Unique art: Students with passion


Jared Beinart

This school is full of artists. With an art requirement and varying classes ranging from ceramics to painting to cooking, students have the ability to flex their artistic muscles in whatever facet they find themselves enjoying. Some students go beyond the school requirements for art, whether taking an AP art class or even incorporating art into their hobbies and interests outside of school. Seniors Wei Song and Matthew Bottiglieri are two such students who have used their artistic abilities to pursue personal projects.
Wei Song
With the stitch of fabric, and specific styling of hair and makeup, senior Wei Song has the uncanny ability to make cartoon characters come to life through participating in cosplay. Being a part of this activity means that Song must create her outfit, as well as style her hair and makeup in such a manner that she resembles the character on which she is basing herself. Song made her first costume in 2011, and has been varying her participation to be “as much as school and other responsibilities will allow [her,]” Song claims.
While always artistic, Song began taking her artistic abilities to the next level her freshman year when she began to grow more serious about it. Her art abilities have assisted her making her costumes, and vice-versa, allowing her to challenge herself. “There have been once too many times where I’ve had to paint an intricate design on fabric or cut asymmetric patterns by hand. But I think costuming and cosplaying has also pushed me to become more creative. Replicating props and outfits of some very unconventional outfits requires a lot of roundabout thinking and experimentation,” Song said.
Song also has had the ability to sell some of her art, making around $3,000 this past summer by selling costume commissions, and $700 from selling acrylic phone charms of her art. “[Most] recently, over spring break I got commissioned to draw two murals at an ice cream store called Class 520 in Bethesda for $600,” Song said.
Using her skills in the arts, Song has been able to build a web of connections as well as be able to share her art with others. “[Art] has provided me so many opportunities and amazing connections… I’ve been able to meet a diverse amount of people from all over the world,” Song said. “Even my prospective roommate for college is someone I’ve met in the art scene who currently attends NYU.”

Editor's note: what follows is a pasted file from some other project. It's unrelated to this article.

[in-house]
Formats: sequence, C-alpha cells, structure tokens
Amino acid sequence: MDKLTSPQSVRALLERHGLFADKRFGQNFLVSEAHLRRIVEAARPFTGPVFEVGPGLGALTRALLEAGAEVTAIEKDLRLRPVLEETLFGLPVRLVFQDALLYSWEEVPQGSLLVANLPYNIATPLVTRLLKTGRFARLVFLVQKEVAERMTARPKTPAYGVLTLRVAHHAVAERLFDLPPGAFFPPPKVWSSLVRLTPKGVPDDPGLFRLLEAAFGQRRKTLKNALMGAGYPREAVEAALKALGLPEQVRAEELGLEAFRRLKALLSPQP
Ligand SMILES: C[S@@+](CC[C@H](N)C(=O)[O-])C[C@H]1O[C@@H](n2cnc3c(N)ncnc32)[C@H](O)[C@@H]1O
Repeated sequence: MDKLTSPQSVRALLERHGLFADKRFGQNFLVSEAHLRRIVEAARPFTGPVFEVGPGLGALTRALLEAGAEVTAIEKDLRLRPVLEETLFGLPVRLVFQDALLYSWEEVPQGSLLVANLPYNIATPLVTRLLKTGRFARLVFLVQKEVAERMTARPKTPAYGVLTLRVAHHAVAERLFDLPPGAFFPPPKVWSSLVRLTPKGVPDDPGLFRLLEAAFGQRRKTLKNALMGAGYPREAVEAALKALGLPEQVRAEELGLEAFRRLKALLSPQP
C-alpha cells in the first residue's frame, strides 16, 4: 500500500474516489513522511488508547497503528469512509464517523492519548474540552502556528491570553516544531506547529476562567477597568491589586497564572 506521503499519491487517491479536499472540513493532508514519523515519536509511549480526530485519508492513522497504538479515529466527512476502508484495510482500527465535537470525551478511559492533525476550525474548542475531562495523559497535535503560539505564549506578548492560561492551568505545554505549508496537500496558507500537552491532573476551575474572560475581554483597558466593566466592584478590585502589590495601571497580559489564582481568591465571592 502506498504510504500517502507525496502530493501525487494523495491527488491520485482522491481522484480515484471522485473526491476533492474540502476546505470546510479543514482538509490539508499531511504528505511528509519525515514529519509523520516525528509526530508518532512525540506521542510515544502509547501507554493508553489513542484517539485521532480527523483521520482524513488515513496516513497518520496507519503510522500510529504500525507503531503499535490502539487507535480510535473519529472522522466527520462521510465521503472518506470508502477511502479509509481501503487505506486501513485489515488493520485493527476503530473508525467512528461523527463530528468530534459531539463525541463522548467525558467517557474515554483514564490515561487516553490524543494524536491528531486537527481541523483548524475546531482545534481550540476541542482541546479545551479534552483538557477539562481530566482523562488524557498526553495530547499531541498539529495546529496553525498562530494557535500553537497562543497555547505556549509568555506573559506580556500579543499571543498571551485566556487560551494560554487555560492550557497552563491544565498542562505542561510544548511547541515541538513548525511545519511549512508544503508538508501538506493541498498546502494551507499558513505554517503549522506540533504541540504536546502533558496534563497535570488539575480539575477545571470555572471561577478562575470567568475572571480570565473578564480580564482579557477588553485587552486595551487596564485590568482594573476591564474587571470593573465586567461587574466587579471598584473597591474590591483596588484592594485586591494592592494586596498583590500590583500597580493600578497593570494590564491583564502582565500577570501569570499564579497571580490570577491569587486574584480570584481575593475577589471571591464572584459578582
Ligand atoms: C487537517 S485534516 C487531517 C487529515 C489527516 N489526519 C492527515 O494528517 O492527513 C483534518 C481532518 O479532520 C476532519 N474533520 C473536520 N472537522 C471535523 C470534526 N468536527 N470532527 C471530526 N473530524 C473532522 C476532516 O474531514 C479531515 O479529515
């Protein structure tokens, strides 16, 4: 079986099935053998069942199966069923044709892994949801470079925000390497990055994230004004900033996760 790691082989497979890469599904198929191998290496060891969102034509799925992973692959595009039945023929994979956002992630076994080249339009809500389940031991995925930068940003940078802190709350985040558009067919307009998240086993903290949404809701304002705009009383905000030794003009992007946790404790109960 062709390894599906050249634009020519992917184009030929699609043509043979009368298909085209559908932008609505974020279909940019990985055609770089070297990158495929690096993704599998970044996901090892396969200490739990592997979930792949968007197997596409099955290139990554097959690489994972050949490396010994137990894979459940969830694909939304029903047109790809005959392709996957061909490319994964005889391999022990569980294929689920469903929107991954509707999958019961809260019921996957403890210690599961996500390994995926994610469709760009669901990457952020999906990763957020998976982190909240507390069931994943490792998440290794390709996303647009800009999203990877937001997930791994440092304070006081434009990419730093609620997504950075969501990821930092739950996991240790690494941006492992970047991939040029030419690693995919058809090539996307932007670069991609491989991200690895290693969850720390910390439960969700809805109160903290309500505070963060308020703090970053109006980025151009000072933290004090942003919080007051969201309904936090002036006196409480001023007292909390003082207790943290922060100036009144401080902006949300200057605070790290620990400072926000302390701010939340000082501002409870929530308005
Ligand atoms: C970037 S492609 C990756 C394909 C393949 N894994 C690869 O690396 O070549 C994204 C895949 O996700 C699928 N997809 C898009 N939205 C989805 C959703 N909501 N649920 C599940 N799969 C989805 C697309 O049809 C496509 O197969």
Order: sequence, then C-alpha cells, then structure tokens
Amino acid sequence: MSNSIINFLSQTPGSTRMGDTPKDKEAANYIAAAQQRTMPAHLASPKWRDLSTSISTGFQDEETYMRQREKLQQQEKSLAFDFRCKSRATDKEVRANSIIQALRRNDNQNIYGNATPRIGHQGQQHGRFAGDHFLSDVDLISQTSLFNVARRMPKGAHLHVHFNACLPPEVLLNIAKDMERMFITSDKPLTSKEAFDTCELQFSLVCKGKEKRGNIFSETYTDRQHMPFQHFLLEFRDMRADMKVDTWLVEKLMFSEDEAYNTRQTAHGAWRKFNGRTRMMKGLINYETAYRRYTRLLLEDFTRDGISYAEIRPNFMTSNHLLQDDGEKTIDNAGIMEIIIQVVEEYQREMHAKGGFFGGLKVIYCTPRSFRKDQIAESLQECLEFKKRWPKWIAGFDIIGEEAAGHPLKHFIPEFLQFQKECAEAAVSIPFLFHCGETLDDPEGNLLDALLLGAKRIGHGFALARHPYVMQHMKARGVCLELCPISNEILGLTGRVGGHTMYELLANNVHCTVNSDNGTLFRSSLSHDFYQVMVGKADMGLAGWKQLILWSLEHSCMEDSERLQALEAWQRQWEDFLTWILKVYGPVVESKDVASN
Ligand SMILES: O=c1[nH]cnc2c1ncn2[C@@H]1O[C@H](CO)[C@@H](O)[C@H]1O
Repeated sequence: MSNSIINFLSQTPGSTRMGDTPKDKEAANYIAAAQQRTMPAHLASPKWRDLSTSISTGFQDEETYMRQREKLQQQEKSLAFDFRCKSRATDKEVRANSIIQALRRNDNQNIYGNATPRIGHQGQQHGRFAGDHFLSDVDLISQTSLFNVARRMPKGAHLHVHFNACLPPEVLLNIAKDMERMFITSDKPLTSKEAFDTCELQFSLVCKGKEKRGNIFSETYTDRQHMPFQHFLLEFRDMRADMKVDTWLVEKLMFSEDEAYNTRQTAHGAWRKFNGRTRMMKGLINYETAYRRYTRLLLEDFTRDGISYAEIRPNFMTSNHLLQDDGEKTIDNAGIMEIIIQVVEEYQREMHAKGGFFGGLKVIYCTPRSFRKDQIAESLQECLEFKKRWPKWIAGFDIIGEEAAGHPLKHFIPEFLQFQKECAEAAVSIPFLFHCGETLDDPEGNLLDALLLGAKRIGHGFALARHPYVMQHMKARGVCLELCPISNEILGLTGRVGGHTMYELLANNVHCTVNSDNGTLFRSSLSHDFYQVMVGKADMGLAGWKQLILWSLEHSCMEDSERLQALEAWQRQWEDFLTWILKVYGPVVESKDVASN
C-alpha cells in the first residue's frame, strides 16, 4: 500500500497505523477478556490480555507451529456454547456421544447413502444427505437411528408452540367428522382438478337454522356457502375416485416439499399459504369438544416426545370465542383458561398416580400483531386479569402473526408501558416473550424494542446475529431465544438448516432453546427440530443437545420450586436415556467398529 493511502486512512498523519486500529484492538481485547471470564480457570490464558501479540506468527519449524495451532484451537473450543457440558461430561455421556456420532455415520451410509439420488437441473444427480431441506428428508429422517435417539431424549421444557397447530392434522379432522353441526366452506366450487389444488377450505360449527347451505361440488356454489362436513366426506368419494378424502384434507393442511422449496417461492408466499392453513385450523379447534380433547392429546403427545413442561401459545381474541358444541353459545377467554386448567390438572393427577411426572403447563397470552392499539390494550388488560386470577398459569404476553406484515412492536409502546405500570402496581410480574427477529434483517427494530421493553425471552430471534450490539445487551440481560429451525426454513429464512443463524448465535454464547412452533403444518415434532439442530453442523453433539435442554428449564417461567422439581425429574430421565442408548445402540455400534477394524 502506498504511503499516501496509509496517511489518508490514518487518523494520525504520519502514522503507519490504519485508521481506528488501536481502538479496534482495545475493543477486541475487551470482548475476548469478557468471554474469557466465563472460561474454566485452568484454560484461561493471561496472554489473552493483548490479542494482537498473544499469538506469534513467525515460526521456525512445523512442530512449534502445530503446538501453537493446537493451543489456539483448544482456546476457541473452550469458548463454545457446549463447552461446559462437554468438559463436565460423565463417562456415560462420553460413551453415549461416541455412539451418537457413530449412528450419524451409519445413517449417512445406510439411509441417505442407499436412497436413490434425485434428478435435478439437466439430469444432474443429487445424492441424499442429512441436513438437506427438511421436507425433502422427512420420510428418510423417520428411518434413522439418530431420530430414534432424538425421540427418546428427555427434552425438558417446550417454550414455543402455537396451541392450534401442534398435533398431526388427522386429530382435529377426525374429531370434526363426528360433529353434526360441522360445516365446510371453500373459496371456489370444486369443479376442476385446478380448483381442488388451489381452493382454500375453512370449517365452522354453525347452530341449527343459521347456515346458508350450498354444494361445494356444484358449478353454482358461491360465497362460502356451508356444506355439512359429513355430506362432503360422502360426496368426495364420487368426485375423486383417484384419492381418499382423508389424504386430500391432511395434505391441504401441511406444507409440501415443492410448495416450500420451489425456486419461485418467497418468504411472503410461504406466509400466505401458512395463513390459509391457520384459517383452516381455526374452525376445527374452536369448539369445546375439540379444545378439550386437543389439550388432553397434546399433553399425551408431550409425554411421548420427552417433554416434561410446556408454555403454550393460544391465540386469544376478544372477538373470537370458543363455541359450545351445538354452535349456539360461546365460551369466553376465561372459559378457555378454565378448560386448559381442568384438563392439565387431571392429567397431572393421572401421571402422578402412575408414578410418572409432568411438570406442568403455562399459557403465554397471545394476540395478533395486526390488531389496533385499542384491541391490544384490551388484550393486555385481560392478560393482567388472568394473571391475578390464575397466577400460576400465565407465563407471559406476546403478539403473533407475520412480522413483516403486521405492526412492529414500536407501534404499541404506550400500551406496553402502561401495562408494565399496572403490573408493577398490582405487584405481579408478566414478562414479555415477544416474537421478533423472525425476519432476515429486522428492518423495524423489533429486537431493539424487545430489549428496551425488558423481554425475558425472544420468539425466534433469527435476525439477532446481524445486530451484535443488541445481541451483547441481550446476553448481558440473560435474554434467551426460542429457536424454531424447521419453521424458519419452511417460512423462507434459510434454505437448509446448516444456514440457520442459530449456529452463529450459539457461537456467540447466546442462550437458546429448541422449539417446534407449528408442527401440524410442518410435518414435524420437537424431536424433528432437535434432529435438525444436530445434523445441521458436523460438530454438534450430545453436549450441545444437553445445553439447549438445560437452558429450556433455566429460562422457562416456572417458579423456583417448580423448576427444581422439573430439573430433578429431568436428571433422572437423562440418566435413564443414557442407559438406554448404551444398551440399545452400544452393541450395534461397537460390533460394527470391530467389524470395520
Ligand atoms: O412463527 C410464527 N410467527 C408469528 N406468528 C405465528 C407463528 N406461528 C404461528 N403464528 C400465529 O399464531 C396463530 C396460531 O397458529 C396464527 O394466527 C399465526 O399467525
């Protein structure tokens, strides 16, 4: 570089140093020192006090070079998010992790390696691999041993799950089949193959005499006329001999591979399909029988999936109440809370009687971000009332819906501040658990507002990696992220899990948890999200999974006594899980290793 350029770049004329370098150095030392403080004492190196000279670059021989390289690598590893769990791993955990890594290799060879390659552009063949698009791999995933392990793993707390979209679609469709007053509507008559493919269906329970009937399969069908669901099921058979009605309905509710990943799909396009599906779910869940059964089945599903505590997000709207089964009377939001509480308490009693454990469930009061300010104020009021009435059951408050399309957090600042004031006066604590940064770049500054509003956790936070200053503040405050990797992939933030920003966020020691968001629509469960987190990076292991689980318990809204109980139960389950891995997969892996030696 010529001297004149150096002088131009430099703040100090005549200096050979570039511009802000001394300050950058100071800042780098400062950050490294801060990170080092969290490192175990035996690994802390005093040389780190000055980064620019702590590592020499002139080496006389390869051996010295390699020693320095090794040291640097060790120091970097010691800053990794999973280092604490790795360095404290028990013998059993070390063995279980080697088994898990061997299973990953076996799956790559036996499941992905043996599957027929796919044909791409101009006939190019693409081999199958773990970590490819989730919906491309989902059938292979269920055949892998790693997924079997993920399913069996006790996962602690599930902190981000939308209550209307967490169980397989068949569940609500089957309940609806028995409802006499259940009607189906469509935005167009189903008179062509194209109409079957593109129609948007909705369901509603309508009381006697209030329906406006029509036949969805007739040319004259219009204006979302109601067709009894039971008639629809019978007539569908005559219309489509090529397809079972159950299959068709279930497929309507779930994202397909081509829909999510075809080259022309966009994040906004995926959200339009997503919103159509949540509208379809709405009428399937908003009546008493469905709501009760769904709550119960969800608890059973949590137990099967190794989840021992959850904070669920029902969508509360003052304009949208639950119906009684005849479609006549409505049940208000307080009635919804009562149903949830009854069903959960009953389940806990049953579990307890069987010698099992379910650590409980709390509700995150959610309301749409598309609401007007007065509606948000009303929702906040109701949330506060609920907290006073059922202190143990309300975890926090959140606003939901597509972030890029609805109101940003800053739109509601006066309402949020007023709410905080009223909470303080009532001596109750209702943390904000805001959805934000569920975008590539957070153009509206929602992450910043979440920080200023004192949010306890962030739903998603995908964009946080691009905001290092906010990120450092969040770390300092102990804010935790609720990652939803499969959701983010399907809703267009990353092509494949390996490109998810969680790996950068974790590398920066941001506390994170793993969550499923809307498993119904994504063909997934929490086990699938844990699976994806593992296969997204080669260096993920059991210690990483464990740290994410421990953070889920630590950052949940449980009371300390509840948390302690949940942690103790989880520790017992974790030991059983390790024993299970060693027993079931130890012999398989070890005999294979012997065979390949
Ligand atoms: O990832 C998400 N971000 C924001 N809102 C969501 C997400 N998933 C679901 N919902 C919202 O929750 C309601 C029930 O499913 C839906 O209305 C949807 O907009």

Song’s favorite project was recreating the character of Ahri from the game League of Legends, which consisted of white feathered tails, an intricate red and white costume, and triangle ears. “Not only was creating the costume super fun and a great reverse engineering experience, but wearing it felt super empowering. I was super confident and elegant in my walk… My presence felt huge, figuratively and literally. It’s a great feeling when people recognize the character you’re dressing up and appreciate the work you put into it,” Song said.
Matthew Bottiglieri
Nearly all students have seen the graphic of Hugh the Manatee on the Humanities and Arts students’ T-shirts. Have you ever wondered who designed it? The credit goes to Senior Matthew Bottiglieri.
Bottiglieri has always taken a passion in art, and starting his freshman year he began to pursue the dramatic arts on stage, participating in a vast number of shows at this school, most recently playing the role of Sebastian in the school’s Spring production of Rodgers and Hammerstein’s Cinderella.
Initially wanting to be an architect, Bottiglieri discovered how math-heavy the career is, which he felt was not his strongest subject. “I’ve always been the kind of person to plan for the future, so in [middle school] I would look around and see what job I should have, and then I came across graphic design, and I looked into it,” Bottiglieri said.
Following this he investigated through YouTube to discover more about graphic design.
This past summer, Bottiglieri attended a pre-college program with the Maryland Institute of Arts in graphic design. “I thought that graphic would be a really good career, and so I took a chance to do that, and I ended up really enjoying it,” Bottiglieri said. “I wanted to go there and see if I really liked it, that’s the primary reason I went there, and the rest is history.” Following this class he purchased graphic design software.
Bottigleri thrived at the craft, and has since designed various projects, with his favorite being one that he designed when he was in his pre-college program. “I made a zine. A zine is like a magazine but it’s self-published, and you can basically put in it whatever you want, and so I made [one] called Color Pop. It was really the first big project that I ever did. I just really enjoyed making it and I thought it really embodied my style,” Bottiglieri said.
Bottigleri will attend the Savannah College of Art and Design next year, and hopes to pursue a career in graphic design. “I don’t know exactly what I want to do with it yet, but I just know that I love it, and there’s lots of great jobs out there for graphic design,” Bottiglieri said.

Sarah Fagan

Profiles Editor